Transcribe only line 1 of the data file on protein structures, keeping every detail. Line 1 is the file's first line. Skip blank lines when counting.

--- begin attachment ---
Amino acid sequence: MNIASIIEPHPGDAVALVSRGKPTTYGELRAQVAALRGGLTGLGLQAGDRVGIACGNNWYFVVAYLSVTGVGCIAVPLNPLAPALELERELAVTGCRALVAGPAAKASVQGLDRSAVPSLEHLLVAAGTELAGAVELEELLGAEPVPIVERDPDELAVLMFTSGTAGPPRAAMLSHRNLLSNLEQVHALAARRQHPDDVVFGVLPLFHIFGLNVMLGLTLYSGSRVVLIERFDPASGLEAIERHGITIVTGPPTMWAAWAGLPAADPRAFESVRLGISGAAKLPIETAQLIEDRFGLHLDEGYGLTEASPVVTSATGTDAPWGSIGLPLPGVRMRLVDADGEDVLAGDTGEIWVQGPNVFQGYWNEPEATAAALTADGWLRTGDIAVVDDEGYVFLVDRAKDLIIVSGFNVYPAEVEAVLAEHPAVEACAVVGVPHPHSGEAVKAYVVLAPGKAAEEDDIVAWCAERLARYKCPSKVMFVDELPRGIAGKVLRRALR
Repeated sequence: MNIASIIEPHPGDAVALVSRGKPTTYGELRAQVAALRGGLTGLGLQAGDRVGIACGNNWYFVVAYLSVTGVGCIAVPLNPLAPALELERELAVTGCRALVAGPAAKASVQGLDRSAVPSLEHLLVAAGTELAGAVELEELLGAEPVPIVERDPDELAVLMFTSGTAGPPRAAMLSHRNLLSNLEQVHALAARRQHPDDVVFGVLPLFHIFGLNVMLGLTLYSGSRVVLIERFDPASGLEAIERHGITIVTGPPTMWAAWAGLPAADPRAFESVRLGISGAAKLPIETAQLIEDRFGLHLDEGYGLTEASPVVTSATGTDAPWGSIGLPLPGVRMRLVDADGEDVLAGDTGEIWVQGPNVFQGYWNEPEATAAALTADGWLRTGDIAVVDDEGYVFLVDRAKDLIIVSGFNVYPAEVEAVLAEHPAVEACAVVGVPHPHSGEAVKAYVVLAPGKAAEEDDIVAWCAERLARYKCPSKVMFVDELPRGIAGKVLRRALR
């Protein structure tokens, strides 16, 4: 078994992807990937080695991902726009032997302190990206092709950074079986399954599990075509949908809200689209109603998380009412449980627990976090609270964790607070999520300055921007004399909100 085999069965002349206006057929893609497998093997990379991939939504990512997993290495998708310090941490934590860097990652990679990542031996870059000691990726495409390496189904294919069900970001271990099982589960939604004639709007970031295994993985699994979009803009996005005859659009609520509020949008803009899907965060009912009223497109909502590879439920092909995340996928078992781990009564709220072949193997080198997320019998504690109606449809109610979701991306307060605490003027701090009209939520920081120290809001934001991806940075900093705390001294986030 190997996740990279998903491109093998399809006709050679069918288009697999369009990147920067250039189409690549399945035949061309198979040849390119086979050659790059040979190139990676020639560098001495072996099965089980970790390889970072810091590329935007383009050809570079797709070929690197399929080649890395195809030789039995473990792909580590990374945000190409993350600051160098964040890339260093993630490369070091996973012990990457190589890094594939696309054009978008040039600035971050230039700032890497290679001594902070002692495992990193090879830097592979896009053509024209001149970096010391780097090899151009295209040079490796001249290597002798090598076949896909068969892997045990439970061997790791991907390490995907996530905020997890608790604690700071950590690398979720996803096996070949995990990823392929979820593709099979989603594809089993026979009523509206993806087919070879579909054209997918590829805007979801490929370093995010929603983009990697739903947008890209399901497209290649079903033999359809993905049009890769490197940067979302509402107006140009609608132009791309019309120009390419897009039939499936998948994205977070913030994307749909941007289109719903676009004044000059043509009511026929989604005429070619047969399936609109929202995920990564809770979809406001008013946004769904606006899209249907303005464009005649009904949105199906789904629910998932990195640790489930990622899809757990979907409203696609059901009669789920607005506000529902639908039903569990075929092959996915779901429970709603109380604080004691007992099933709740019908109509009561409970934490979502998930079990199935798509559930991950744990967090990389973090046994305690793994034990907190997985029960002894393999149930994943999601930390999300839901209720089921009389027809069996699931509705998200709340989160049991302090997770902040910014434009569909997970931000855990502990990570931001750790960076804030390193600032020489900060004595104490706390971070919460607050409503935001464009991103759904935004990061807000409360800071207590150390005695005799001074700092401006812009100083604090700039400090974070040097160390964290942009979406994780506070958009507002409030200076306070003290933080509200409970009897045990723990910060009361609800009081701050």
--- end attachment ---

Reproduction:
Amino acid sequence: MNIASIIEPHPGDAVALVSRGKPTTYGELRAQVAALRGGLTGLGLQAGDRVGIACGNNWYFVVAYLSVTGVGCIAVPLNPLAPALELERELAVTGCRALVAGPAAKASVQGLDRSAVPSLEHLLVAAGTELAGAVELEELLGAEPVPIVERDPDELAVLMFTSGTAGPPRAAMLSHRNLLSNLEQVHALAARRQHPDDVVFGVLPLFHIFGLNVMLGLTLYSGSRVVLIERFDPASGLEAIERHGITIVTGPPTMWAAWAGLPAADPRAFESVRLGISGAAKLPIETAQLIEDRFGLHLDEGYGLTEASPVVTSATGTDAPWGSIGLPLPGVRMRLVDADGEDVLAGDTGEIWVQGPNVFQGYWNEPEATAAALTADGWLRTGDIAVVDDEGYVFLVDRAKDLIIVSGFNVYPAEVEAVLAEHPAVEACAVVGVPHPHSGEAVKAYVVLAPGKAAEEDDIVAWCAERLARYKCPSKVMFVDELPRGIAGKVLRRALR